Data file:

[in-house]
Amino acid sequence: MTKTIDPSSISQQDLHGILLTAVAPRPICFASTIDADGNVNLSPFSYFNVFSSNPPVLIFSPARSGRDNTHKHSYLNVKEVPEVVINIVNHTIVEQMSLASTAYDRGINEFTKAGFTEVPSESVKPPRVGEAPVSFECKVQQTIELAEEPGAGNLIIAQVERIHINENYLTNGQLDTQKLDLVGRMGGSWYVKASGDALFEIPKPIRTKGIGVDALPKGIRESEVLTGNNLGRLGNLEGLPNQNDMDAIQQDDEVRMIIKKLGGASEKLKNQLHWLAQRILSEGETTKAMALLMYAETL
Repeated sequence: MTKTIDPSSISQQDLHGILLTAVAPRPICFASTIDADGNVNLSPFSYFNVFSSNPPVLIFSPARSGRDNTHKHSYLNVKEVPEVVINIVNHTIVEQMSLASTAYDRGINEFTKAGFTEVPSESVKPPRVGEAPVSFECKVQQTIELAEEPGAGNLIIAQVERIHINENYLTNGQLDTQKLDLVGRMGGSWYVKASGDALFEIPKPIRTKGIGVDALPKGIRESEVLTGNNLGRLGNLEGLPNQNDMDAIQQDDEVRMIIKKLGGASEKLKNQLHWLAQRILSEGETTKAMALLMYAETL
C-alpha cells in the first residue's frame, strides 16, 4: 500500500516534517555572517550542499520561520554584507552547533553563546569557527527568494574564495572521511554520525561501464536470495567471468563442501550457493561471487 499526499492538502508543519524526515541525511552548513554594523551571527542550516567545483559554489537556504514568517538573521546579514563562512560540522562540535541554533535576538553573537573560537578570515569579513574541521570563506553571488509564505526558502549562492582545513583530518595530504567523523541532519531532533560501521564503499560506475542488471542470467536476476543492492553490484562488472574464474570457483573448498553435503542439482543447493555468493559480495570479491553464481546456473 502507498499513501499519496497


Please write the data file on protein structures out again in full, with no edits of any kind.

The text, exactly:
[in-house]
Amino acid sequence: MTKTIDPSSISQQDLHGILLTAVAPRPICFASTIDADGNVNLSPFSYFNVFSSNPPVLIFSPARSGRDNTHKHSYLNVKEVPEVVINIVNHTIVEQMSLASTAYDRGINEFTKAGFTEVPSESVKPPRVGEAPVSFECKVQQTIELAEEPGAGNLIIAQVERIHINENYLTNGQLDTQKLDLVGRMGGSWYVKASGDALFEIPKPIRTKGIGVDALPKGIRESEVLTGNNLGRLGNLEGLPNQNDMDAIQQDDEVRMIIKKLGGASEKLKNQLHWLAQRILSEGETTKAMALLMYAETL
Repeated sequence: MTKTIDPSSISQQDLHGILLTAVAPRPICFASTIDADGNVNLSPFSYFNVFSSNPPVLIFSPARSGRDNTHKHSYLNVKEVPEVVINIVNHTIVEQMSLASTAYDRGINEFTKAGFTEVPSESVKPPRVGEAPVSFECKVQQTIELAEEPGAGNLIIAQVERIHINENYLTNGQLDTQKLDLVGRMGGSWYVKASGDALFEIPKPIRTKGIGVDALPKGIRESEVLTGNNLGRLGNLEGLPNQNDMDAIQQDDEVRMIIKKLGGASEKLKNQLHWLAQRILSEGETTKAMALLMYAETL
C-alpha cells in the first residue's frame, strides 16, 4: 500500500516534517555572517550542499520561520554584507552547533553563546569557527527568494574564495572521511554520525561501464536470495567471468563442501550457493561471487 499526499492538502508543519524526515541525511552548513554594523551571527542550516567545483559554489537556504514568517538573521546579514563562512560540522562540535541554533535576538553573537573560537578570515569579513574541521570563506553571488509564505526558502549562492582545513583530518595530504567523523541532519531532533560501521564503499560506475542488471542470467536476476543492492553490484562488472574464474570457483573448498553435503542439482543447493555468493559480495570479491553464481546456473 502507498499513501499519496497